Q: What is the origin of “hit” as a positive term, as in “hit song”?
A: When we say a movie or an album is a “hit,” we aren’t implying that it got there by physical violence, even when the movie or album has a lot of rough stuff in it.
So why do we use such a pugilistic word to refer to a popular success? There’s a good reason, as it turns out.
The noun “hit” began life pretty violently—as a blow, a stroke, a collision, or an impact. But that kind of “hit” eventually gave us a successful stroke in any kind of endeavor, especially in the entertainment field.
Here’s how the word evolved.
The noun “hit” is derived from the earlier verb “hit,” which was nonviolent when it showed in English nearly a thousand years ago, according to the Oxford English Dictionary.
The verb is believed to have come into English from Old Norse, where hitta meant “to come upon, light upon, meet with, get at, attain to, reach one’s aim, succeed, and the like.”
This sense of getting at or attaining something is what the verb “hit” originally meant when it was first recorded in English sometime before 1075.
It wasn’t until two centuries later, around 1275, that “hit” got its more violent meaning—“to get at or reach with a blow, to strike,” the OED says.
Both senses of the verb are still with us today.
The original Old Norse meaning survives in phrases like “hit the road,” “hit the trail,” “hit my meaning,” “hit a happy medium,” “hit upon an idea (or fact),” “hit it off,” “hit the mark,” “hit the truth,” “hit the sack” (to get to bed), and so on.
All these senses of the verb are nonviolent. They don’t mean crashing or colliding into something, but rather reaching or attaining or getting at it.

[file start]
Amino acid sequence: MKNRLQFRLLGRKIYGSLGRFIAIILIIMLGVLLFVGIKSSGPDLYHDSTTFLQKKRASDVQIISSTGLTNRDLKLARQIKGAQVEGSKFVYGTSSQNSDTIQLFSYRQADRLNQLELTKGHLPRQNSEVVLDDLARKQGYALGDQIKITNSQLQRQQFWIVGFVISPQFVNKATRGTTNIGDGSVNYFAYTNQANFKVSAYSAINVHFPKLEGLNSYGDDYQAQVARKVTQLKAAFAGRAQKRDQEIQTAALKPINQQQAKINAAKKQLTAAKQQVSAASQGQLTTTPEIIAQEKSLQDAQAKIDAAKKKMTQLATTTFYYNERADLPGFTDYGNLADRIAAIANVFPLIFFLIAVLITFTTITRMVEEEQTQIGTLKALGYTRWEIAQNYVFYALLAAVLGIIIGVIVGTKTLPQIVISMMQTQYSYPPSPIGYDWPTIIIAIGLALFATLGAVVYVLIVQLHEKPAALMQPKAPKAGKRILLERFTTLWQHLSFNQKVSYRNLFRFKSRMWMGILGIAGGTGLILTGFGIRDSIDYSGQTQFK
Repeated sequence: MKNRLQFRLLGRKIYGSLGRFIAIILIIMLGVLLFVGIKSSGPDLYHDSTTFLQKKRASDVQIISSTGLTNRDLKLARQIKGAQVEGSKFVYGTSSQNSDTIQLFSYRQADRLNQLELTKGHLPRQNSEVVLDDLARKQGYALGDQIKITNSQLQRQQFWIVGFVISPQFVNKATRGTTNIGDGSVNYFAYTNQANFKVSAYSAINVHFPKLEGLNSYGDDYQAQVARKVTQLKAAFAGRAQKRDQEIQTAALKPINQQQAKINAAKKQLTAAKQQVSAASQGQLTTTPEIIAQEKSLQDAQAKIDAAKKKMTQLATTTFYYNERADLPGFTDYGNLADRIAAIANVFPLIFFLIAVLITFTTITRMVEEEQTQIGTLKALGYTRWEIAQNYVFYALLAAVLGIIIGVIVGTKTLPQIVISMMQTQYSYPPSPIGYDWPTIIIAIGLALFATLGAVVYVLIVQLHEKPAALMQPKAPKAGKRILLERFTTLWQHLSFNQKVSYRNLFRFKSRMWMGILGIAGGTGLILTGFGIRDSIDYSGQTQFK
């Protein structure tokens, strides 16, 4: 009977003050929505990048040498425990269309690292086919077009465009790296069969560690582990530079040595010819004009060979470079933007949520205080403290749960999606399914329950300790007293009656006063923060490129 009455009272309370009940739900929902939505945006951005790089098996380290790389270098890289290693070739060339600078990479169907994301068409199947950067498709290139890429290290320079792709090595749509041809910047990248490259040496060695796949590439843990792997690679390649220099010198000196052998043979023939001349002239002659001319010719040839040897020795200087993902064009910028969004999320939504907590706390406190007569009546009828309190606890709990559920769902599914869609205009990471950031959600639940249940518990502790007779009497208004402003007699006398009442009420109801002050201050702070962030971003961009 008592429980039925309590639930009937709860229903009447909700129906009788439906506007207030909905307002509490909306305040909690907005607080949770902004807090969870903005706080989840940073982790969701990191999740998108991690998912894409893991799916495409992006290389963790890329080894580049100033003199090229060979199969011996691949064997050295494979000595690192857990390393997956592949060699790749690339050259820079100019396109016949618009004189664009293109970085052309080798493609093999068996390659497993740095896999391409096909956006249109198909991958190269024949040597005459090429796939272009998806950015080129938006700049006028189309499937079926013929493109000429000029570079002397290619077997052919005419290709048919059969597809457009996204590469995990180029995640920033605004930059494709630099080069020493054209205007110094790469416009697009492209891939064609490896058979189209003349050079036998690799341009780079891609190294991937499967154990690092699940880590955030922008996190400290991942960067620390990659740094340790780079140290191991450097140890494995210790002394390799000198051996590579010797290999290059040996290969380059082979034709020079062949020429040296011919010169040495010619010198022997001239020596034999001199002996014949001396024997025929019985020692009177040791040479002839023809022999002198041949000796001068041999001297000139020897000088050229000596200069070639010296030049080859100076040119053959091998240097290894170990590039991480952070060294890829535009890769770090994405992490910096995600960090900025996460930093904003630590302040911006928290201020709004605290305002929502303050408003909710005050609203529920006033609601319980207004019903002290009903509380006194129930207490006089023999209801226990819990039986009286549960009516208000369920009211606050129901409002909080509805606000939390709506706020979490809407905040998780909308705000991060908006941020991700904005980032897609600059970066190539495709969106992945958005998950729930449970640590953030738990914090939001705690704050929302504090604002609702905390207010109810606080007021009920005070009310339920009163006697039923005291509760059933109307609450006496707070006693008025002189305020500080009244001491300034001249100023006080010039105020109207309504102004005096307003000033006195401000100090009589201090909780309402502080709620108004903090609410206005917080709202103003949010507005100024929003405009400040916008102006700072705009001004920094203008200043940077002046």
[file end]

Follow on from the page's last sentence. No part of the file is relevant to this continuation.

The newer and more violent sense of the verb “hit” is the one that’s more familiar today, and it’s the one that gave us all senses of the noun “hit”—including the one you ask about.
The noun “hit” came along in the mid-15th century, and boy was it violent in the beginning!
The OED’s earliest citation is from Ludus Coventriae (circa 1450), an anonymous English miracle play:
“To hym wyl I go, and geve hym suche an hete / That alle the lechis of the londe his lyf xul nevyr restore.” (“To him will I go, and give him such a hit that all the leeches of the land his life shall never restore.”)
Yikes! It’s hard to tell what would be worse—the hit or the leeches.
Many uses of the noun are violent, of course—some more than others. For instance, a “hit” came to mean a killing, perhaps for hire, in the mid-20th century.
And this sense of the noun has been used attributively—that is, as an adjective—in phrases like “hit man” and “hit squad.”
But “hit” has more peaceful meanings as well. For instance, a “hit” can be a stroke of good luck or a stroke of a ball on the playing field.
We’re not sure, though, how to list a “hit” of drugs: violent or nonviolent?
More pertinent to your question is a usage that the OED dates to the early 19th century: “a successful stroke made in action or performance of any kind; esp. any popular success (a person, a play, a song, etc.) in public entertainment.”
This sense of the noun has also been used attributively in phrases such as “hit parade” and “hit song,” the OED adds.
The earliest recorded use of this sense of “hit” is from a letter written in 1811 by the comedian Charles Mathews:
“Maw-worm was a most unusual hit, I am told.” (Mathews played the role of Mr. Mawworm in The Hypocrite, by the Irish playwright Isaac Bickerstaff, on the London stage in 1809.)
And since we like quoting from mysteries, here’s a citation from Fredric Brown’s Murder Can Be Fun (1951): “She had big blue eyes that would have been a hit on television.”
We’ll end with the use of the noun “hit” in computing to mean a match in a processing task or a connection with a website.
The OED’s first citation for this usage, from Charles J. Sippl’s Computer Dictionary and Handbook (1967), defines the term “hit” in digital file maintenance as “the finding of a match between a detail record and a master record.”
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